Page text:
Usually, the Harvest Moon arrives a few days to weeks before or after the beginning of fall. This year, the Autumn Equinox and changing of the calendar seasons will occur on September 22, 2016. Equinox means "equal night" in Latin, capturing the idea that daytime and nighttime are equal lengths everywhere on the planet.

Image credit: NASA

Wednesday, August 3, 2016

Moon Express Becomes First Private Company Approved To Land On Moon


CAPE CANAVERAL, Florida - The Federal Aviation Administration has approved the first first private company, Moon Express, to land a spacecraft on the Moon.

"The FAA has determined that the launch of the payload does not jeopardize public health and safety, safety of property, U.S. national security or foreign policy interests, or international obligations of the United States," the federal agency stated on Wednesday.

Article VI of the Outer Space Treaty signed by the United States, Soviet Union, and United Kingdom, requires that “The activities of non-governmental entities in outer space, including the Moon and other celestial bodies, shall require authorization and continuing supervision by the appropriate State Party to the Treaty.”




The FAA consulted with the Department of State as to the relevant portions of the Treaty and considered comments from the Department as part of the payload determination. The FAA and Department of State concluded that Moon Express' proposed missions are in compliance with Article VI of the Outer Space Treaty. However, the FAA noted that this determination does not extend to future missions by Moon Express, Inc. or similar missions from other entities.  Any future requests for a payload determination from Moon Express or another entity will be evaluated on a case-by-case basis.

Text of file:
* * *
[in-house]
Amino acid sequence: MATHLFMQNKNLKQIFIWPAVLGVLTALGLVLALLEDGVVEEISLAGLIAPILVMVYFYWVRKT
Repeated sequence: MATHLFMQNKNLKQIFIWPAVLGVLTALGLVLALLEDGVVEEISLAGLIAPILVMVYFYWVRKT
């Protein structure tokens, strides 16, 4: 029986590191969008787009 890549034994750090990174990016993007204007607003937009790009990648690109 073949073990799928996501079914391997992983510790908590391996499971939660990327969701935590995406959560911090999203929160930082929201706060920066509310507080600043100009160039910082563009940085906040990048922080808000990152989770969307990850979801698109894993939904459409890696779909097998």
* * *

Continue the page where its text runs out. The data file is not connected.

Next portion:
Moon Express plans to launch three robotic spacecraft to land on the Moon starting in 2017. But the missions will not disturb and historic Apollo landing sites. In 2012, NASA issued a detailed publication titled: "NASA’s Recommendations to Space-Faring Entities: How to Protect and Preserve the Historic and Scientific Value of U.S. Government Lunar Artifacts" which lays out recommendations to future lunar missions where not to go, or disturb, prior U.S.  Lunar Mission sites.

"NASA recognizes the steadily increasing technical capabilities of space-faring commercial entities and nations throughout the world, and further recognizes that many are on the verge of landing spacecraft on the surface of the moon," the U.S. space agency noted in the publication. "In the 50 years since the first lunar missions, the spaceflight community has not formally provided recommendations to the next generation of lunar explorers on how to preserve the original artifacts and protect ongoing science from the potentially damaging effects of nearby landers."

Moon Express said the the company is focused on building a sustainable, full-service space exploration business, is also pursuing the $30 million Google Lunar XPRIZE, a competition to land a privately funded spacecraft on the Moon, travel 500 meters and transmit back high-definition video and images to Earth. The company was awarded $1 million by Google earlier this year as the only team to flight test a prototype of its lander.

"Our goal is to blaze a trail to the Moon to unlock its mysteries and resources so we can improve life on Earth," said Moon Express Co-Founder and CEO Bob Richards.

Wednesday, July 13, 2016

Moon Photobombs Satellite Imagery Of Earth

Moon photobombs Earth

For the second time in a year, the Moon has photobombed a NASA camera aboard the Deep Space Climate Observatory (DSCOVR) satellite as it moved in front of the sunlit side of Earth on Jul 4-5, 2016.

"For the second time in the life of DSCOVR, the moon moved between the spacecraft and Earth,” said Adam Szabo, DSCOVR project scientist at NASA’s Goddard Space Flight Center in Greenbelt, Maryland. "The project recorded this event on July 5 with the same cadence and spatial resolution as the first ‘lunar photobomb’ of last year."